Finally, my best-performing stock of the bunch -- PriceSmart -- was getting no love after it announced earnings in early January. But have no fear; like Google and Amazon, I think shortsighted investors -- who are missing the bigger picture -- are weighing shares down. The two big reasons for the miss were lowering of prices in stores (which will help drive a larger volume of traffic in the long run) and the costs of setting up shop in Colombia -- which will give the company exposure to the growing economies of South America.

Two stocks making all the right moves
I really don't have much to write about Apple that hasn't already been said. If it were trading today for the same P/E that it was trading for just before earnings, Apple shares would worth $543 today, a 17% premium to where they are right now. Clearly, I think they're a buy.

Finally, Intuitive Surgical continues to innovate without facing any serious competition. Wall Street seems to be underestimating the potential here; Foolish investors know better. Intuitive is selling more and more da Vinci surgical robots than ever before, and the company has blasted expectations out of the water for 11 quarters in a row now. The stock may seem expensive, but I think in two years, you'll be happy to have grabbed shares now.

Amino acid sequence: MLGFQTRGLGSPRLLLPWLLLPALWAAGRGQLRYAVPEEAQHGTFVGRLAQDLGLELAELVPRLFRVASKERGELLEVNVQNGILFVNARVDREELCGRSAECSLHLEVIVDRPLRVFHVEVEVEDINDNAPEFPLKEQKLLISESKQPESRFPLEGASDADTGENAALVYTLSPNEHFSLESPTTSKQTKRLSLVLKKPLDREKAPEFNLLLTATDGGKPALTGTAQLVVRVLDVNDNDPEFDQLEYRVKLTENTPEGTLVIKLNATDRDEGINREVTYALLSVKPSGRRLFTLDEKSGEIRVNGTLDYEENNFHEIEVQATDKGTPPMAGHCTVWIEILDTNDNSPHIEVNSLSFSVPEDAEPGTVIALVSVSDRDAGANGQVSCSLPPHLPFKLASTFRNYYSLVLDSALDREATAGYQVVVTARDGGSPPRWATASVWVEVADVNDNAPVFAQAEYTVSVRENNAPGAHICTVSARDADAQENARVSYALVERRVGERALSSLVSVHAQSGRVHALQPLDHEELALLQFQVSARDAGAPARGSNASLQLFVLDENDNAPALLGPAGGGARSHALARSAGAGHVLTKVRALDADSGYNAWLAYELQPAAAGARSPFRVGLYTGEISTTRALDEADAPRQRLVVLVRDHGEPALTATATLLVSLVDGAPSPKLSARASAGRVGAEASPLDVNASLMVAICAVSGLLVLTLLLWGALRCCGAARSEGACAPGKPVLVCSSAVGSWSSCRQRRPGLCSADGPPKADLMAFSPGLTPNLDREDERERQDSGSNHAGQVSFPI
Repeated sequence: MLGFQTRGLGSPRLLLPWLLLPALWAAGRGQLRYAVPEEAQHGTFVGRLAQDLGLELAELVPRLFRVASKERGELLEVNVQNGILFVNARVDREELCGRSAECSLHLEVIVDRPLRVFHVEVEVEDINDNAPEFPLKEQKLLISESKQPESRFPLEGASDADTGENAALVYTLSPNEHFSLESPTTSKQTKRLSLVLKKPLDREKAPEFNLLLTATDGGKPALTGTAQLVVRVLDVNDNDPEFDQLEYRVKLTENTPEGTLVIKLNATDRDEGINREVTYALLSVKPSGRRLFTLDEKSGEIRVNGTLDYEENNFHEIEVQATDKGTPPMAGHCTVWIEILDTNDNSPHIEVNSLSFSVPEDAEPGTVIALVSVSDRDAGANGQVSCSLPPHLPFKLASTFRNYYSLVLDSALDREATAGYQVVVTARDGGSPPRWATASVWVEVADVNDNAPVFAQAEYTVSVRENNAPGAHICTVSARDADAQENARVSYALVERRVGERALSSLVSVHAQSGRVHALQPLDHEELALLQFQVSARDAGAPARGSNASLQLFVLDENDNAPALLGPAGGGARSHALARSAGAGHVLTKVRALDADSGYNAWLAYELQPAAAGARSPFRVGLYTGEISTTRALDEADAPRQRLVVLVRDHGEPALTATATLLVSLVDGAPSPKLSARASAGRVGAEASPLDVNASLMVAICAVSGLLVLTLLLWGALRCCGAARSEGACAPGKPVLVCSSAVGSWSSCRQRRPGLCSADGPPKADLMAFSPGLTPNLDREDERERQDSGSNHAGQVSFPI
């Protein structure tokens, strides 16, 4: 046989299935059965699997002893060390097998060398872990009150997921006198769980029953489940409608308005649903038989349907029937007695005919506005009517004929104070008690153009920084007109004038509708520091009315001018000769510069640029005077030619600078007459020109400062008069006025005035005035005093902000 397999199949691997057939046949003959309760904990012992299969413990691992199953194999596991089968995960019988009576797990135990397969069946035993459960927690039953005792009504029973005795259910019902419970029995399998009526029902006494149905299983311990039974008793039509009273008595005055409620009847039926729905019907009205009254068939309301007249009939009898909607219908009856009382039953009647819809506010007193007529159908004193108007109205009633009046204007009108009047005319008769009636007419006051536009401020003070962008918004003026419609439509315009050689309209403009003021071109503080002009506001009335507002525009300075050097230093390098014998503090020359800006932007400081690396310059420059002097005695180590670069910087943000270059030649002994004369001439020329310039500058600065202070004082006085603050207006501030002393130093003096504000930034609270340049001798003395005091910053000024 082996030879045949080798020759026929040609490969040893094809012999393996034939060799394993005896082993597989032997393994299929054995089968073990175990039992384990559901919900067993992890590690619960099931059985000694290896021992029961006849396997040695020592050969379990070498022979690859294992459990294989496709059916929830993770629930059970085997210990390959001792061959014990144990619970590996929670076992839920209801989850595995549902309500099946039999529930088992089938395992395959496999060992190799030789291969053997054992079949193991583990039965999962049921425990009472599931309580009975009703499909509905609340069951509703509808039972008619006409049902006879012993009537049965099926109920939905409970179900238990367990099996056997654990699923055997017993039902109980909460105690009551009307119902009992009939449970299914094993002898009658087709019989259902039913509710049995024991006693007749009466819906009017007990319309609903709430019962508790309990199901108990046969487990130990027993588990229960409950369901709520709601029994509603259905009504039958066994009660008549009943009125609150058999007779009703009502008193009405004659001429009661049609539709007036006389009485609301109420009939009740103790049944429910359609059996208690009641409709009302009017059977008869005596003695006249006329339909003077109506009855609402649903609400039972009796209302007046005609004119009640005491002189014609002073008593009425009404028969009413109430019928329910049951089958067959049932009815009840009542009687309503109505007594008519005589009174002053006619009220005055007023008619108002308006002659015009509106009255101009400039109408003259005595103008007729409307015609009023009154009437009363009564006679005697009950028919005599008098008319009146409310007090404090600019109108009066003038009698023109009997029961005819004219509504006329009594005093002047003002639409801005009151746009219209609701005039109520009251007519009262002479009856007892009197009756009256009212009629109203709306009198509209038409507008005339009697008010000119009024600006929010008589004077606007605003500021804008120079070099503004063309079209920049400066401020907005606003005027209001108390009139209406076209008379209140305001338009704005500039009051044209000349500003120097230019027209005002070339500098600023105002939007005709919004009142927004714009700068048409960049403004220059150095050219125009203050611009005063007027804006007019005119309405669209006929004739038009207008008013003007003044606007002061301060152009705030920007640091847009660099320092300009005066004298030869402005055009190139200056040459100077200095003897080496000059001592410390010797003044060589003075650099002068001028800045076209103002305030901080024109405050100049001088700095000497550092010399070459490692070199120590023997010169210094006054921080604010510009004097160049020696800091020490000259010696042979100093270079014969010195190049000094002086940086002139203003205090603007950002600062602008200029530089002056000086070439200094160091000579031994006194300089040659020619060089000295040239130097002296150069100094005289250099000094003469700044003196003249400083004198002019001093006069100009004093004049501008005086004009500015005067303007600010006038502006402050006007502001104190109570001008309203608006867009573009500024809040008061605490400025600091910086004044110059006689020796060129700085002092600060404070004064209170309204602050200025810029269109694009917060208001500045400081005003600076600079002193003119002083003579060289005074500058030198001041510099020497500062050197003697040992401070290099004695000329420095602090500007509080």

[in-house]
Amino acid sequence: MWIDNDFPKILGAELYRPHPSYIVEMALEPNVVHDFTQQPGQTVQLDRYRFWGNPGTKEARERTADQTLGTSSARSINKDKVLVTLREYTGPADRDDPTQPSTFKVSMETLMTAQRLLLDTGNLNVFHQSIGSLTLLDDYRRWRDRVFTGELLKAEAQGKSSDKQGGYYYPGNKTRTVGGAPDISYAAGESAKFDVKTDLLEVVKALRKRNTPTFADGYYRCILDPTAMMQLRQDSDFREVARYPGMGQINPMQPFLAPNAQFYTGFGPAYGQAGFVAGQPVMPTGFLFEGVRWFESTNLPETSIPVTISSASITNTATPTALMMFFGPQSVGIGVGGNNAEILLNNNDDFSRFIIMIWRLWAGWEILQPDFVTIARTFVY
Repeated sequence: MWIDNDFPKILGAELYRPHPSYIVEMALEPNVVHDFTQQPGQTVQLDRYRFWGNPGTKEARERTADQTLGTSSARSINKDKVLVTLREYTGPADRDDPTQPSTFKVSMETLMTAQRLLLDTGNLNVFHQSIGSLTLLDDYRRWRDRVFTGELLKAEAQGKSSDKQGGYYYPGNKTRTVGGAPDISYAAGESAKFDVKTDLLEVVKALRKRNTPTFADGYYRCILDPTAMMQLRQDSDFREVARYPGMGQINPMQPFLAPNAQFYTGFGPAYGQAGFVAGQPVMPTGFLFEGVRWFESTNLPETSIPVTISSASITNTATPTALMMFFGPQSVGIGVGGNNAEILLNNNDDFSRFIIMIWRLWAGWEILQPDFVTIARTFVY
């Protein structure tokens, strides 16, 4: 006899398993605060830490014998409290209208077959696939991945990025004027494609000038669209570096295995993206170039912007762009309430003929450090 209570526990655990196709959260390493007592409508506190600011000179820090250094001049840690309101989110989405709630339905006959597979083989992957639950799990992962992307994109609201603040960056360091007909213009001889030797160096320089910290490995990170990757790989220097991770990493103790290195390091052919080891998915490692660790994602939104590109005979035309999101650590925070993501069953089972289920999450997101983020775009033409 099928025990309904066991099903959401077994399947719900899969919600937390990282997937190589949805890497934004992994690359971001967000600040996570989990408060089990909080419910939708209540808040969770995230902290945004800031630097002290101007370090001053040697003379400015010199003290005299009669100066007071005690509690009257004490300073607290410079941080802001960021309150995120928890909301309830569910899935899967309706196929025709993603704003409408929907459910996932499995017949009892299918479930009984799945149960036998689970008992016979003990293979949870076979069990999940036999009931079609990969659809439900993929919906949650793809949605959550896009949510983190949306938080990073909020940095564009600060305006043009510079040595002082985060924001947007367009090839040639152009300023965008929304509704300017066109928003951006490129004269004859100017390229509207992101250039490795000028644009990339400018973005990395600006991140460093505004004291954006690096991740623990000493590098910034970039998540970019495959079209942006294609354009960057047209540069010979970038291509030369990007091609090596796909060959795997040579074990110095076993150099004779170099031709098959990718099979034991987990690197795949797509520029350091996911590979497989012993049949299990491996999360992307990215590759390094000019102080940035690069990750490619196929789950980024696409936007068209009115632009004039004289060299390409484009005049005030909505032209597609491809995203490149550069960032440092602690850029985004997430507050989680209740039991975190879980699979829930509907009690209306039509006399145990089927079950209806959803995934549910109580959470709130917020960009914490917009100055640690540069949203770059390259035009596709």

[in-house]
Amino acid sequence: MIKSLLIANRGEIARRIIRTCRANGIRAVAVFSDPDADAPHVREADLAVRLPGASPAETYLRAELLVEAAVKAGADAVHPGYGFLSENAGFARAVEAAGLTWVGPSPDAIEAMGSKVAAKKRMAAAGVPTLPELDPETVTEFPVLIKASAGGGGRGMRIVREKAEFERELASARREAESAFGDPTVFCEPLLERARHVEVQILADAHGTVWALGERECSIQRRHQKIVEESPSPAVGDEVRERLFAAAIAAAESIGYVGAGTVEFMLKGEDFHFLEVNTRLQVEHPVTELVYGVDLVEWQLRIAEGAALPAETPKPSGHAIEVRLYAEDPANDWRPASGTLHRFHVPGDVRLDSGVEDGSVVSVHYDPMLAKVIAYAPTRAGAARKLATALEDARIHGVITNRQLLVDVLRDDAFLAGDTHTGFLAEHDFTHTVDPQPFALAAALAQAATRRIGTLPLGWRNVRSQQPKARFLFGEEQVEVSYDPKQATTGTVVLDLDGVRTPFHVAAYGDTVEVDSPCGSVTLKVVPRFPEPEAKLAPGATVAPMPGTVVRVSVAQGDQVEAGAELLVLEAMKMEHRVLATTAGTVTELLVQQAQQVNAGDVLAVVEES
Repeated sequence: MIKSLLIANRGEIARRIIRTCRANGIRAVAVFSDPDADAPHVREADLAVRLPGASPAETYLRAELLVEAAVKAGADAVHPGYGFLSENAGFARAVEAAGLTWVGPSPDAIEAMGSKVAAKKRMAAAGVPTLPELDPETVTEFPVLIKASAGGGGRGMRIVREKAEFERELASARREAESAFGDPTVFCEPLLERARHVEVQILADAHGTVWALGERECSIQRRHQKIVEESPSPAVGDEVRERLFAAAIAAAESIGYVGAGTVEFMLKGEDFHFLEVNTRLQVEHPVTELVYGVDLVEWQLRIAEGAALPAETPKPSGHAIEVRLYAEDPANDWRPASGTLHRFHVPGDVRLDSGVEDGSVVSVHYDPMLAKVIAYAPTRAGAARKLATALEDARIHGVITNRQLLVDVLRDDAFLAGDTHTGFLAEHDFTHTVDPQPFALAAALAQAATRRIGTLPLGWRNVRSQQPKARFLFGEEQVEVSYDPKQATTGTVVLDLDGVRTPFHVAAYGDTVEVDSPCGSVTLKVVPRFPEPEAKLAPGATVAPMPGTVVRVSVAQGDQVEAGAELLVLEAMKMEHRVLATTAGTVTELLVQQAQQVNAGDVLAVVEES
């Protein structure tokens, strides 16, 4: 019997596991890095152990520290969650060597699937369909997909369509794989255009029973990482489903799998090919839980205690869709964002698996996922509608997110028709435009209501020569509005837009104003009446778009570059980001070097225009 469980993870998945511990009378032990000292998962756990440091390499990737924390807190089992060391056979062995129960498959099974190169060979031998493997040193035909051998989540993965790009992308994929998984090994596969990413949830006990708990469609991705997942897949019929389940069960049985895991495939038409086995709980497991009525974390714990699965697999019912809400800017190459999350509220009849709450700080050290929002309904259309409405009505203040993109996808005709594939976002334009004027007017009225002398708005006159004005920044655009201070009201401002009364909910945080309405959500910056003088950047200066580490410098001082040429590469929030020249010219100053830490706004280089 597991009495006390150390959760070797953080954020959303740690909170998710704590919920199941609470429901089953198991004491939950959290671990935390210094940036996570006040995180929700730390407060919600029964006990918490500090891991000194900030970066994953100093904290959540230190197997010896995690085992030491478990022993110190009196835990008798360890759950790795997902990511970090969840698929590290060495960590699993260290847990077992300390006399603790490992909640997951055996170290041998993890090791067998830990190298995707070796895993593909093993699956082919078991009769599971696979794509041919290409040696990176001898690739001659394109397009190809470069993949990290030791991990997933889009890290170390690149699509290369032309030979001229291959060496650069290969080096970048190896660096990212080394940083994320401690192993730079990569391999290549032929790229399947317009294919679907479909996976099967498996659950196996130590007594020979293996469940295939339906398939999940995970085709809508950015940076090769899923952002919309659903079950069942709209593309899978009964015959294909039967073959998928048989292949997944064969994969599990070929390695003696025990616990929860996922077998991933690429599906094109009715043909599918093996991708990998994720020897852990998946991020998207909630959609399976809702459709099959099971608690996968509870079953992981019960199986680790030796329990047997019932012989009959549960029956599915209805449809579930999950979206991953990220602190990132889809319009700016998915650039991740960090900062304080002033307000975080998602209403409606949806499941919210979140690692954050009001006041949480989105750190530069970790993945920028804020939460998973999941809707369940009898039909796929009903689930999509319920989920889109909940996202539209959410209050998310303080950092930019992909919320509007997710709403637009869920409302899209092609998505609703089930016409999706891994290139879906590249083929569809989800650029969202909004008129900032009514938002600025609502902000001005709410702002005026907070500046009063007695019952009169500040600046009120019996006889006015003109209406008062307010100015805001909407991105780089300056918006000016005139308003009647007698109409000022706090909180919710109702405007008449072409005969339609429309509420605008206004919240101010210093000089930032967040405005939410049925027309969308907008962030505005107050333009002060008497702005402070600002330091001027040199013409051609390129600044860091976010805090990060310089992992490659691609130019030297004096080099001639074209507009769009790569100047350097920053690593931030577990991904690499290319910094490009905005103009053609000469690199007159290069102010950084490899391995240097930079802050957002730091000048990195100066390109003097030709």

Start saving now
If you haven't started socking away money for retirement, it's never too late to start. I hope that by making my savings process very public, I will encourage others to take the necessary steps to secure their future. Along those lines, we here at the Fool have prepared a special free report just for such savers: "The Shocking Can't-Miss Truth About Your Retirement." Inside, you'll get the details on some common mistakes people make on the road to retirement, and how to save thousands of dollars by fixing them. Get your copy of the report today, absolutely free!

At the time this article was published Fool contributor Brian Stoffel owns shares of all of the companies mentioned. You can follow him on Twitter at @TMFStoffel.The Motley Fool owns shares of Activision Blizzard, Apple, Johnson & Johnson, National Oilwell Varco, Google, Whole Foods, Coca-Cola, and Amazon.com, and has written calls on Activision Blizzard. Motley Fool newsletter services have recommended buying shares of National Oilwell Varco, Intuitive Surgical, Amazon.com, Apple, Whole Foods, PriceSmart, Coca-Cola, Activision Blizzard, Johnson & Johnson, and Google; as well as creating a diagonal call position in Johnson & Johnson, a synthetic long position in Activision Blizzard, and a bull call spread position in Apple. Try any of our Foolish newsletter services free for 30 days. We Fools may not all hold the same opinions, but we all believe that considering a diverse range of insights makes us better investors. The Motley Fool has a disclosure policy.

Copyright © 1995 - 2012 The Motley Fool, LLC. All rights reserved. The Motley Fool has a disclosure policy.